Cut Your Car Payment in Half
Cars have become an expensive commodity and most people feel they pay more than they are comfortable with. Monthly car payments are a major part of many folks’ financial expenses and are an obvious target for reductions.
There are several ways in which car payments can be lowered. Depending on individual situations, some ways can be better and more practical than others. And there can be tradeoffs which factor into the equation.
Let’s take a look at some possible methods for cutting your car payments.
Existing Loan on Current Car
There is only one way to reduce monthly payment amount on an existing car loan — refinance the loan to get a better interest rate, and/or by extending the length (term) of the loan.
Getting a better interest rate is only possible if, indeed, rates are now better than when you originated the loan. This can easily happen if your original rate was based on a marginal credit score but now your score has improved. Simply shopping around to various banks, credit unions, and online lenders can also lead to better rates.
The second method mentioned here was that of extending the term of your loan, which can have drawbacks. First, a long extension can push the payoff date out beyond the expected life of the vehicle, especially if the vehicle is an older one. This could mean that you are still paying off a loan on a car that has gone to the junkyard. It also means the total cost of the loan increases due to the additional amount of interest paid, even if the rate didn’t change.
Whether you can cut your monthly payment in half depends on the size of any interest rate reduction and/or the additional time you can add to the loan. The best way to find an answer for your particular situation is to simply visit a local bank or credit union and discuss a refinance loan.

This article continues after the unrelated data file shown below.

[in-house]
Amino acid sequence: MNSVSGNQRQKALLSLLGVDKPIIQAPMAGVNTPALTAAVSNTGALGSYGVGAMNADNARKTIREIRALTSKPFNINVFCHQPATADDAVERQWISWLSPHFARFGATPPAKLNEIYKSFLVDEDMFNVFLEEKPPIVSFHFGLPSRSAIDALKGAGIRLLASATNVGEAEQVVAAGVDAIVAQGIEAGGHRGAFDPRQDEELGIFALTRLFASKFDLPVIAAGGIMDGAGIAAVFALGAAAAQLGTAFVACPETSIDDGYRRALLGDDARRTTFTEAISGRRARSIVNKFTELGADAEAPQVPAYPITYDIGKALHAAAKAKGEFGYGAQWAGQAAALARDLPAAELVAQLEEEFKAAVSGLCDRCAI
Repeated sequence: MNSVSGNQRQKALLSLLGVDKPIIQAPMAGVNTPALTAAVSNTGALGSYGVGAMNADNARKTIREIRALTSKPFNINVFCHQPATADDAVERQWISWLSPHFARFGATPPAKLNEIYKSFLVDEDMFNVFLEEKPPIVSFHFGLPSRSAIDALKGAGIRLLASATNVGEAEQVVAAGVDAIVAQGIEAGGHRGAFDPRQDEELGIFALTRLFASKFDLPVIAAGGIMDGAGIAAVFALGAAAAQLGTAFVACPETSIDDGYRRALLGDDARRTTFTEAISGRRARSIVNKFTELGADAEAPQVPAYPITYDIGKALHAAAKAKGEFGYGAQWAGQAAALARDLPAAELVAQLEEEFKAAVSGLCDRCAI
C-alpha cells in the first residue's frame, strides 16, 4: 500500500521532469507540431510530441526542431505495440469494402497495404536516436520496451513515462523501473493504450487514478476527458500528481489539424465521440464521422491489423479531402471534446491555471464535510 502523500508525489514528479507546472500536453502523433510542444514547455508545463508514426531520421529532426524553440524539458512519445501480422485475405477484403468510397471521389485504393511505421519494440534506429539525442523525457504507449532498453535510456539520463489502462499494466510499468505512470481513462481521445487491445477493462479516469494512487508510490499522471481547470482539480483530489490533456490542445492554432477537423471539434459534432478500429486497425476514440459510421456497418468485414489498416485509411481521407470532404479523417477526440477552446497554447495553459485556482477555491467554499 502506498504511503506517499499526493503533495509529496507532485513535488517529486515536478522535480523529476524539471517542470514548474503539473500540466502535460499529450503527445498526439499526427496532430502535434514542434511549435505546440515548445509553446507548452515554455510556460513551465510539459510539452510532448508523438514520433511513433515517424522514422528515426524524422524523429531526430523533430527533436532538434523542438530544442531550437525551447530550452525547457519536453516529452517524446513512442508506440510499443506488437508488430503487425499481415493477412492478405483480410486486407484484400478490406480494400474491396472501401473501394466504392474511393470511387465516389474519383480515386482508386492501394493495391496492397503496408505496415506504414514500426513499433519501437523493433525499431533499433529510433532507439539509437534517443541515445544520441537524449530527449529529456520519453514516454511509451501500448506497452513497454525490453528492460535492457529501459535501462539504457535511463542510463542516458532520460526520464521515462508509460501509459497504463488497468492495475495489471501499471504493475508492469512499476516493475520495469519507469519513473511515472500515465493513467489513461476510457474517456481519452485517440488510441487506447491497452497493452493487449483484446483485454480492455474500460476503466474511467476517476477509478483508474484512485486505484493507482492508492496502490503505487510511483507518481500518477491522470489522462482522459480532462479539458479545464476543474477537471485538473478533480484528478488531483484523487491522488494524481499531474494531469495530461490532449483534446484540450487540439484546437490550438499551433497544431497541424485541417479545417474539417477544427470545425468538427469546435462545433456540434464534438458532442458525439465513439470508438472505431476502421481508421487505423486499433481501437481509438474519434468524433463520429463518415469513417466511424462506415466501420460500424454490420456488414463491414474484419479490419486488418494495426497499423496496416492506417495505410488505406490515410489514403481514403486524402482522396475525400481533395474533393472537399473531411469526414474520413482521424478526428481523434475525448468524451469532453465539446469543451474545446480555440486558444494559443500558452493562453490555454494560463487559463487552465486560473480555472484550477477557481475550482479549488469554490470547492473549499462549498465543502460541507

New Car – New Loan
If your current car payments are higher than you like, trading for a new car — brand new or used — may be a solution.
The ideal situation would be if you have trade equity (not being upside down on your loan) in your current vehicle that can be used as a down payment on another, less expensive, vehicle. A relatively small amount of negative equity might also work. However, a large amount of negative equity might negate any significant benefit of a trade, unless you have cash that can be used to offset it.
Let’s look at an example.
We’ll assume that you currently have a 3 year old $50,000 car with a 5.5% interest loan for 60 months. Your monthly payments are $955.06.
Now, after 36 months, you still owe $21,659. Let’s assume that the trade value of your car is now $25,000 (depreciation for an average vehicle is 50% over 3 years), meaning you have $3341 in trade equity that you can use as a down payment on another car.
You can now buy another car — brand new or used — for $28,400 and get payments of only $478 a month, which is half of your previous payment amount. We assumed the same interest rate and term as the previous loan.
New Car – New Lease
If you’ve read much of this web site, you know that leasing offers lower monthly payments than a loan for the same car. In fact, payments are typically a little more than half, assuming same finance rate and term. Leasing is almost always limited to brand new cars.
Of course, the drawback to leasing is that you are restricted to a specified amount of miles and generally build no ownership equity — in exchange for the lower payment.
Let’s take a look an an example. We’ll assume you currently have the same $50,000 vehicle and loan as in the previous example above.
Again, you decide to trade your current car after 3 years, with $3341 in trade equity that can be used in a new car lease. We’ll make one change however. Most leases are for a term of 36 months, not 60 months as for the loan example above. Finance rate remains the same, as does the 50% rate of depreciation for both cars.
You can now lease a brand new car valued at $33,200 and have a monthly payment amount of $477, about half your current loan payment amount. If you wisely choose a vehicle that has a higher residual value (lower depreciation rate) of 60%, you can afford to lease a car valued at just under $40,000 for the same payment.
There are several methods for cutting monthly car payments in half. Refinancing an existing loan is one way. Trading for a less expensive vehicle is another, even if you have a current outstanding loan. Leasing a brand new vehicle offers the least expensive way and the opportunity to get more car for the same payment amount.